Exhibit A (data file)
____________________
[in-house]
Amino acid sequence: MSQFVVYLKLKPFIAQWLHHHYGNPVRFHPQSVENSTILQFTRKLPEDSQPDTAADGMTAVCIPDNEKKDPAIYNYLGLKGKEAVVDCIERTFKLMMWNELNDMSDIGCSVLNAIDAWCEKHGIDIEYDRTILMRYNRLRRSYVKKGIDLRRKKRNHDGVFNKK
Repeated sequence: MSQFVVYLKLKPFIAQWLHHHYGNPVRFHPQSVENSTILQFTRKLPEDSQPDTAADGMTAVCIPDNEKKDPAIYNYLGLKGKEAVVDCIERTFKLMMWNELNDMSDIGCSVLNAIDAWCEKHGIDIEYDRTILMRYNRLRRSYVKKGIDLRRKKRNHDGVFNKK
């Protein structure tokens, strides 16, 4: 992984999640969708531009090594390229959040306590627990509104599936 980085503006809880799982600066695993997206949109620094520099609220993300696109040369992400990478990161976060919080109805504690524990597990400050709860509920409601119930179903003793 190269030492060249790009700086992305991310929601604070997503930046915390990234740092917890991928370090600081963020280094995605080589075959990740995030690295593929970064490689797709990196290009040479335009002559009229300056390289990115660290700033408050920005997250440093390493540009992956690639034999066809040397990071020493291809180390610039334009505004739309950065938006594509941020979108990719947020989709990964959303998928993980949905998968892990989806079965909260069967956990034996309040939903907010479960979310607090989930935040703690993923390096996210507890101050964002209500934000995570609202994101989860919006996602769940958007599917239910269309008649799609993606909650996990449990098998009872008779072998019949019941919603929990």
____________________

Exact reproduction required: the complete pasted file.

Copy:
[in-house]
Amino acid sequence: MSQFVVYLKLKPFIAQWLHHHYGNPVRFHPQSVENSTILQFTRKLPEDSQPDTAADGMTAVCIPDNEKKDPAIYNYLGLKGKEAVVDCIERTFKLMMWNELNDMSDIGCSVLNAIDAWCEKHGIDIEYDRTILMRYNRLRRSYVKKGIDLRRKKRNHDGVFNKK
Repeated sequence: MSQFVVYLKLKPFIAQWLHHHYGNPVRFHPQSVENSTILQFTRKLPEDSQPDTAADGMTAVCIPDNEKKDPAIYNYLGLKGKEAVVDCIERTFKLMMWNELNDMSDIGCSVLNAIDAWCEKHGIDIEYDRTILMRYNRLRRSYVKKGIDLRRKKRNHDGVFNKK
């Protein structure tokens, strides 16, 4: 992984999640969708531009090594390229959040306590627990509104599936 980085503006809880799982600066695993997206949109620094520099609220993300696109040369992400990478990161976060919080109805504690524990597990400050709860509920409601119930179903003793 190269030492060249790009700086992305991310929601604070997503930046915390990234740092917890991928370090600081963020280094995605080589075959990740995030690295593929970064490689797709990196290009040479335009002559009229300056390289990115660290700033408050920005997250440093390493540009992956690639034999066809040397990071020493291809180390610039334009505004739309950065938006594509941020979108990719947020989709990964959303998928993980949905998968892990989806079965909260069967956990034996309040939903907010479960979310607090989930935040703690993923390096996210507890101050964002209500934000995570609202994101989860919006996602769940958007599917239910269309008649799609993606909650996990449990098998009872008779072998019949019941919603929990």